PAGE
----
Film, Hindi, Review


Unpaused, streaming on Prime Video,is an assorted ‘bouquet’ set in covid times, present and future.  The flawless casting in each segment featuring characters whose subtle and astute performances convey their emotions, motivations, and intentions perfectly and this, undoubtedly, is its biggest plus point. However, the thorny choice of stories and their narrative design, barring two, ensure that the compendium, dealing with a plethora of themes such as love, panic, trust, guilt, deceit, loneliness and finding solace, ends up as rather disappointing fare on the whole.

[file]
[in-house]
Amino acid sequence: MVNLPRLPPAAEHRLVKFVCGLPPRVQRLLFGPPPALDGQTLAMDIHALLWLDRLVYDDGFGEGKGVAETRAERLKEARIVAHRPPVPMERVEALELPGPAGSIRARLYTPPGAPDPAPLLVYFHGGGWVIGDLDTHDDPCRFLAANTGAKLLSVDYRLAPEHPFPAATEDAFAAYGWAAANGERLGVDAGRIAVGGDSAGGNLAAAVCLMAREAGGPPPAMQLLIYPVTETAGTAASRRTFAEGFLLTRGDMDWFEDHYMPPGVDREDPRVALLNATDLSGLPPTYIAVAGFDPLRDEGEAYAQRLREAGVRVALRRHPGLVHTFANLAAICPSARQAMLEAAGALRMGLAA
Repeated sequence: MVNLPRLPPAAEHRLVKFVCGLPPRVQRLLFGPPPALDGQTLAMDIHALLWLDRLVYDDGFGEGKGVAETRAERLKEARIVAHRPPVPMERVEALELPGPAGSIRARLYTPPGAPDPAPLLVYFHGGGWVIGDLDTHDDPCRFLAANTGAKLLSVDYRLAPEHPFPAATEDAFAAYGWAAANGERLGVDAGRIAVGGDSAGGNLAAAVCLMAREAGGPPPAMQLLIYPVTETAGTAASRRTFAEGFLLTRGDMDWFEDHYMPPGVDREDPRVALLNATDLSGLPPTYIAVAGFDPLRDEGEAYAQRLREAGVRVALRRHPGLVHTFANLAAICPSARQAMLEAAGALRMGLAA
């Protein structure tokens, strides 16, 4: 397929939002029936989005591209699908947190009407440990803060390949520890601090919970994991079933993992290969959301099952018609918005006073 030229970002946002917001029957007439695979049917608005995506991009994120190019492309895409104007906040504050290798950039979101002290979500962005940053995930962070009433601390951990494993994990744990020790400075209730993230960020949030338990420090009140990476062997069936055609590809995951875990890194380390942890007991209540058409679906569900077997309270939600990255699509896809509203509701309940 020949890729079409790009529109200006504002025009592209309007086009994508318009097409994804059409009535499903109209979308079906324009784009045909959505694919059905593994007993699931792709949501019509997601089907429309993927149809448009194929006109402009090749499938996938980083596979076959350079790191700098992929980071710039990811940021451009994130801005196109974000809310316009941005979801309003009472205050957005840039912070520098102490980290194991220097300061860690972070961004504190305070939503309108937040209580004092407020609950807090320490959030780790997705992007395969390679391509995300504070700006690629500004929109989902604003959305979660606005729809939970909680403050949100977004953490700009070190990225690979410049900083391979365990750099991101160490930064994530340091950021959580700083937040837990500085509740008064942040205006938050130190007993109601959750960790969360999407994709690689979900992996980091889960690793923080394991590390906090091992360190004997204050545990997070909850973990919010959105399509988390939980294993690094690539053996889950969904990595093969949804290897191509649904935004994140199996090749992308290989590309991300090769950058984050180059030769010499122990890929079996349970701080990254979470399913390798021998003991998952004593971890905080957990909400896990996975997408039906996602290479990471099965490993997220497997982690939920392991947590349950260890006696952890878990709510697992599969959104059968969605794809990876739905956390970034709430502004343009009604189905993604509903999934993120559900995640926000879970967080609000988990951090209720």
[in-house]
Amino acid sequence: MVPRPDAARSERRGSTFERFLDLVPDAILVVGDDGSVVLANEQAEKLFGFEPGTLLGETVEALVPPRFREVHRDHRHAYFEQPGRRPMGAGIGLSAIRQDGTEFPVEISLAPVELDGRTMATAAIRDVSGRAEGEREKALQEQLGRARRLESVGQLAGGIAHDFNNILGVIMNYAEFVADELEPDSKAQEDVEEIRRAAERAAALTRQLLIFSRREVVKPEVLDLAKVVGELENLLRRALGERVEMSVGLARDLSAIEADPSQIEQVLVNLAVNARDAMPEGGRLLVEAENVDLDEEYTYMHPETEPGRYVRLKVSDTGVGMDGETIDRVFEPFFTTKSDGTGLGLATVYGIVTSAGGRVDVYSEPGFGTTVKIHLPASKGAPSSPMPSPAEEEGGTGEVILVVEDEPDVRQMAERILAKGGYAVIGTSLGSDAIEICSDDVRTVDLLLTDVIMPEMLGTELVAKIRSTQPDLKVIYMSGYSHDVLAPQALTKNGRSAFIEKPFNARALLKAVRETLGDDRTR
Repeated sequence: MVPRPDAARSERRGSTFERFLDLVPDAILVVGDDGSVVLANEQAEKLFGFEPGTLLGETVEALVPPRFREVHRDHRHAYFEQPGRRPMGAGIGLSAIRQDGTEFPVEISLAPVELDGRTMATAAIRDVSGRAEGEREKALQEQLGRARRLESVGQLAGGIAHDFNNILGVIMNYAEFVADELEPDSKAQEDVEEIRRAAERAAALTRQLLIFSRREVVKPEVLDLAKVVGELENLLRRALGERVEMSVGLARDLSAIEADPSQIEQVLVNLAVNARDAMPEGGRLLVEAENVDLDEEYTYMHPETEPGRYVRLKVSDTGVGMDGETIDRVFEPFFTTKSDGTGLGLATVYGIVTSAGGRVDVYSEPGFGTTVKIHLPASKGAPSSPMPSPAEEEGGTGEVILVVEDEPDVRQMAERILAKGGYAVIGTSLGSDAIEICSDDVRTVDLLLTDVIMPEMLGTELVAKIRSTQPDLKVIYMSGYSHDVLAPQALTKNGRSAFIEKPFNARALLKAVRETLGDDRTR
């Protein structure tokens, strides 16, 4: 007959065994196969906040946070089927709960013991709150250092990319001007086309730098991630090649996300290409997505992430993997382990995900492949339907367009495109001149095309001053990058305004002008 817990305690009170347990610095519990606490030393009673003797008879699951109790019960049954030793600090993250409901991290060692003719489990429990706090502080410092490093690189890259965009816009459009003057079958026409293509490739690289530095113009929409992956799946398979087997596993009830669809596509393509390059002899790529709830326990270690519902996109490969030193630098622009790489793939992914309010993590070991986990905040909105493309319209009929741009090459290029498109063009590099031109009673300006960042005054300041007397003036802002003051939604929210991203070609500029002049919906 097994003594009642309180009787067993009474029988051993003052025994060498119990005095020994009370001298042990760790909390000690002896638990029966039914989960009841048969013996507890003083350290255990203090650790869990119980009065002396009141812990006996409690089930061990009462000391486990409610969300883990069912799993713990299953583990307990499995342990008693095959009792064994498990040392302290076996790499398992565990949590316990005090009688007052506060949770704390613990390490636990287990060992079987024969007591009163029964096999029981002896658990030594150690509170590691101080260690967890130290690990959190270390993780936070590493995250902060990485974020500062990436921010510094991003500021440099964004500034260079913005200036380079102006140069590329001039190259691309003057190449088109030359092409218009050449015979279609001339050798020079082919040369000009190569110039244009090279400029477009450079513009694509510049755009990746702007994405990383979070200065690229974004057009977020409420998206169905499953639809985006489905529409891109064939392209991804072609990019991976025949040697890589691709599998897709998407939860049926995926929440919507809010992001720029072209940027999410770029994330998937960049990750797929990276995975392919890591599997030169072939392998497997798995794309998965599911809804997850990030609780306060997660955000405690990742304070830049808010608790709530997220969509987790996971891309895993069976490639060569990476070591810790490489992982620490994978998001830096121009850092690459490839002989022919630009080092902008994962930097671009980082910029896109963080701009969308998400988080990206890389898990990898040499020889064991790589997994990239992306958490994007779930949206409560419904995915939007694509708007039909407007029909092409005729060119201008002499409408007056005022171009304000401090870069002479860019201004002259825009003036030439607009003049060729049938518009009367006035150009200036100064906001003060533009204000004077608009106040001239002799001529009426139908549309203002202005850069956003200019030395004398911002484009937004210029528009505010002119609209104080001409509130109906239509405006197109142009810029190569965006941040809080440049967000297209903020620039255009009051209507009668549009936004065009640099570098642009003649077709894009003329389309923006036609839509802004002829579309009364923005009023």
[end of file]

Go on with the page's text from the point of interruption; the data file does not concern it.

The compilation begins with Raj & DK’s Glitch, where we find the anxious Ahan (Gulshan Devaiah) waiting in a bar for his 193rd date, Ayesha (Saiyami Kher), who makes her appearance wearing red designer apparel, a colour which he disapproves of on their first date owing to his preconceived notions. But the moment he realizes that she is a medical professional, christened as a ‘warrior’, he gets rattled and terminates the meeting immediately. We realized that it was a virtual date and the story is set-up in a futuristic milieu where the strain of Covid-19 has metamorphosed to Covid-30. Ayan is a certified ‘hypo’ – a hypochondriac who is scared to death with the thought of getting infected with the virus. He later regrets his erratic behavior and tries to apologetically reconnect with Ayesha and how the two individuals finally unite forms the spine of the story. The cinematography and the set design are beautifully constructed to provide us with an aura of cutting-edge visionary atmosphere but one cannot relate much with the plot points and narrative flow because the structuring appears to be hackneyed with the dialogues attempting to be cheerful and lively but ending up being rather loose. Even though the director duo examines the nature of amity, and the ways in which we define and maintain the relationships that are most important to us, the film ends up telling a rather loose tale that rarely materialises. A not so good start, this.